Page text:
But somewhere along our path of "loving what is" (as Byron Katie puts it), we come across something so miserable, so objectionable that it's very existence makes us feel criticism, anger, condemnation, fear--all those things that separate us from our source. Our source, this One Life essence, is all powerful and all knowing, so how can we criticize how it expresses itself?
That's a pretty big hole in their theology. If everything is a manifestation of the divine, then anger and criticism are manifestations of the divine as well. They can't separate us from "the One" anymore than the things we feel the anger and criticism toward can by themselves.

A lot of New Age thinkers slam into this wall and then try to gloss over it, but it's as big a problem as the old question of whether God can make a stone so big that He can't lift it. You've got to be careful with people who try to gloss over the question, because all too often it's criticism toward their own thinking that they're attempting to ignore, and I don' think that's a productive thing.

Critical thought, anger, all these sorts of allegedly negative things are precisely manifestations of the same divine intellect that gave rise to Virabhadra, Bhairava, the Mahavidya, Aghora, etc. Ruling that some aspect of the divine isn't an aspect of the divine because it "feels" negative or counter-productive is to admit that there are some things which aren't aspects of Shiva, and that's to be caught in the same irreconcilable problem of purity and impurity that Brahminism has never been able to resolve.

See, New Age religions want people to regress to a very passive state. They may call it "calm" or "centering" or what have you, but its really passivity. Yet divinity isn't purely passive. It creates, maintains, and destroys. The thing isn't to become passive, but to utilize whatever aspects comprise the apparent individual effectively. Anger can be a useful thing. So can suffering. So can tranquility. To remain tranquil while your child is on fire would be useless and terrible. To remain passive while your spouse is being stabbed to death is a terrible thing. The aspects of the divine sometimes work at corss-purposes, it seems, like when Daksha held the feast and didn't invite Shiva, and so Shiva sent his aspect called Virabhadra to destroy the feast and cut off Daksha's head. Shiva could have remained passive, but he didn't. There was some other part of the lila, the unknown dance, that needed to be played out at that moment. Sometimes, it's like that with us, too. Sometimes we can be Shankara, and that's good, and that's what's needed, and sometimes we can be Virabhadra, and that's good, and that's what's needed, too.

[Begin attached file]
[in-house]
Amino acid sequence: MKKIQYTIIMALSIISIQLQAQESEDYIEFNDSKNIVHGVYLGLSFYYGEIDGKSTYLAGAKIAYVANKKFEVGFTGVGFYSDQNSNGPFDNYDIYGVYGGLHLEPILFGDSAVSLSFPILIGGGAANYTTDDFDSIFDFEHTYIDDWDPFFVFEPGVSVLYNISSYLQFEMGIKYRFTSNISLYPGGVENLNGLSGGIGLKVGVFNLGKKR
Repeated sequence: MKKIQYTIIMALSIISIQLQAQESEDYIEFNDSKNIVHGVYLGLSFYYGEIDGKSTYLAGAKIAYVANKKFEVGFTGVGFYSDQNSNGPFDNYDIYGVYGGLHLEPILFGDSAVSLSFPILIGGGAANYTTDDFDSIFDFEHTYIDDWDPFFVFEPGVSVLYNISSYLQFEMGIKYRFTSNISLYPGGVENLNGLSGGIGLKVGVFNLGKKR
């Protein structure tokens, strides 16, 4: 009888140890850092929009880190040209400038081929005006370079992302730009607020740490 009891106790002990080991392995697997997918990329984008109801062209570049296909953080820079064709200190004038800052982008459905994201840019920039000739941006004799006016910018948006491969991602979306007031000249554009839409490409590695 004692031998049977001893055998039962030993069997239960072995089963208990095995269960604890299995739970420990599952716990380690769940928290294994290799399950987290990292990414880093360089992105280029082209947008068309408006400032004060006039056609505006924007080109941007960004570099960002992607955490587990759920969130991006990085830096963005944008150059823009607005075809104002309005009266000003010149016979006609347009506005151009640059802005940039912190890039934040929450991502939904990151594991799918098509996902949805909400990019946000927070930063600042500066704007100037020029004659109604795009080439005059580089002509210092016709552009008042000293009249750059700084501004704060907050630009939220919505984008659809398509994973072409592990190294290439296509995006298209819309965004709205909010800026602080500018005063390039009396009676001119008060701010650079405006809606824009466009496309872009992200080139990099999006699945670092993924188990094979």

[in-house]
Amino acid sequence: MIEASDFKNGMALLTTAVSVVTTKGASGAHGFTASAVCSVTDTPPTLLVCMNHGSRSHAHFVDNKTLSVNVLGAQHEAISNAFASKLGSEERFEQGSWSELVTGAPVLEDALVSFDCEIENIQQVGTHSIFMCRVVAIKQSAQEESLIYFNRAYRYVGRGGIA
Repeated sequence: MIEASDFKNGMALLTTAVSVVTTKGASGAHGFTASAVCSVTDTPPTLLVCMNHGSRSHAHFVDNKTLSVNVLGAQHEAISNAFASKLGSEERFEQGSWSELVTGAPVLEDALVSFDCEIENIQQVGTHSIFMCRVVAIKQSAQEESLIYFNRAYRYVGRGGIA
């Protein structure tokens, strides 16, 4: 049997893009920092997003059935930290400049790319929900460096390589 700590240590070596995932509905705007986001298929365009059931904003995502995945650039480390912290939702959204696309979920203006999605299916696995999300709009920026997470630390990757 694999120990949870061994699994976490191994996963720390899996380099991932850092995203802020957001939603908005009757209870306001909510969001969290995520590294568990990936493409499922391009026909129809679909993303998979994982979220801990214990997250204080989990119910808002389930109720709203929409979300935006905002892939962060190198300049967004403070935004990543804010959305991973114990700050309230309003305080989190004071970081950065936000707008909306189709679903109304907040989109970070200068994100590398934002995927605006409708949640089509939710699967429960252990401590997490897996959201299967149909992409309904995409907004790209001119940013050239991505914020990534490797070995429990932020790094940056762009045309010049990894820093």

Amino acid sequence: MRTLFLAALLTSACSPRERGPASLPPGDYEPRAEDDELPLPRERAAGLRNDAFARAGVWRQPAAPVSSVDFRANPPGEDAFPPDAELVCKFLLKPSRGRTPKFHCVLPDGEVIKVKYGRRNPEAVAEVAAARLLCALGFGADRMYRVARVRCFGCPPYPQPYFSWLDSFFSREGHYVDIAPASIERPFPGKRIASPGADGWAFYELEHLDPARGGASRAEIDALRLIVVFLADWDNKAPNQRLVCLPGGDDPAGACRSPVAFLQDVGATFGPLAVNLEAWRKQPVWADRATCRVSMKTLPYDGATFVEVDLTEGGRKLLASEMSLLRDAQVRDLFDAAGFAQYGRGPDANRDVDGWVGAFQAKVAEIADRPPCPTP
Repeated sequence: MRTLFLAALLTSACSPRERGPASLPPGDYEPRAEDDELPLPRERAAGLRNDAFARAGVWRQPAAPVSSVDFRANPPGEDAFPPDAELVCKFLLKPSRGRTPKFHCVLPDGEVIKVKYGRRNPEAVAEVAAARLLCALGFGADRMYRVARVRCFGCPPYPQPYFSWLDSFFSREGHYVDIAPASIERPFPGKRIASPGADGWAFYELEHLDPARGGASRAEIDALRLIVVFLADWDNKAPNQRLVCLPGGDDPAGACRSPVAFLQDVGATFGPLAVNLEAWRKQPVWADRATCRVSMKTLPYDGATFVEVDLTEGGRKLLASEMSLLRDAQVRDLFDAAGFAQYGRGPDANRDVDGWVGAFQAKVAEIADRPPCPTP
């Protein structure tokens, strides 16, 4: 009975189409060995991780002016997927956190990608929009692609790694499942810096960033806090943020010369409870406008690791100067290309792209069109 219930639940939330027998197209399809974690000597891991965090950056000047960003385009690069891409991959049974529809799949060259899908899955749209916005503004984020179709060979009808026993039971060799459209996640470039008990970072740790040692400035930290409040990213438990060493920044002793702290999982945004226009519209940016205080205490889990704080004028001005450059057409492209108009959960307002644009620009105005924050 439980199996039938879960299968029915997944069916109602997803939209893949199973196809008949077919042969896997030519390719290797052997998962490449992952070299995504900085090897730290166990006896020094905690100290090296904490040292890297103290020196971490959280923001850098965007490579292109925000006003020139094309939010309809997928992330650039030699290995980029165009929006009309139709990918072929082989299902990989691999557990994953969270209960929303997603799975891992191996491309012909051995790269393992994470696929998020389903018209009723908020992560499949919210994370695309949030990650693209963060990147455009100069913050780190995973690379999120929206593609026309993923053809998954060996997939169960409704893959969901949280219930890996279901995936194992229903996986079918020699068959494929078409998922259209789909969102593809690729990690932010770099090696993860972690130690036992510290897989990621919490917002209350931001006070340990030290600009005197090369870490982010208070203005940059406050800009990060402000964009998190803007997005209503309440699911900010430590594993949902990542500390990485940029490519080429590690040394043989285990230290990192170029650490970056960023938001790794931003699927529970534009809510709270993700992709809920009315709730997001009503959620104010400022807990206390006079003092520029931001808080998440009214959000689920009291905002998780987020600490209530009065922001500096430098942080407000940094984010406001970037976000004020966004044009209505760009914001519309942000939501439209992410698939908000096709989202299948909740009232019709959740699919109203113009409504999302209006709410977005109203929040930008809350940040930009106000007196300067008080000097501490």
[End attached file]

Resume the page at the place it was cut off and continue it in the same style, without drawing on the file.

If Bhairava hadn't engaged with the world to cut off Brahma's head, there'd be no world at all. Sometimes by not acting in a way which seems unacceptable according to someone else's standards, we are leaving something important undone. Maybe we're depriving someone else of the potential to fulfill themselves by refusing to take a step back from what is otherwise a noble ideal. But then, maybe by doing that thing, we better fulfill ourselves, too.

iamom June 19th, 2003
Well sure, but I don't think that what they wrote here is in contradiction to what you're saying. You're raising important points, though. It is too easy (and perhaps overly common among New Agers) to express a preference for the sweet and gentle and peaceful in life, which essentially negates the value of apparently negative events or emotions in life (along with the potential we have for growth in experiencing them).

I take their description of divine indifference NOT to mean that we should sit idly by and passively ignore the bad stuff that's happening, but rather to engage in life to the fullest extent we're individually capable, addressing what really needs to be addressed with ourselves, out of a non-egoic self-interest that arises naturally in each moment.

Granted, "non-egoic self-interest" might sound like an oxymoron, but I think it's a legitimate state of mind. It comes from action which is naturally motivated by the events of the current moment; that is to say, action which is not taken in support of any personal ideal or philosophy, but action which arises naturally as a result of what needs to be done in any given moment.

Does that interpretation line up any more closely with how feel about it?


vyoma June 20th, 2003
It would... but it still doesn't jibe with the idea that anger and criticism are things that "separate us from the Source." Non-egoic self interest notwithstanding, that idea still means that there are things that can seperate us from the Source, and thus aren't from that Source itself. If so, then what's their origin?

chaizzilla June 20th, 2003
criticism, anger, condemnation, fear--all those things that separate us from our source. Our source, this One Life essence, is all powerful and all knowing, so how can we criticize how it expresses itself?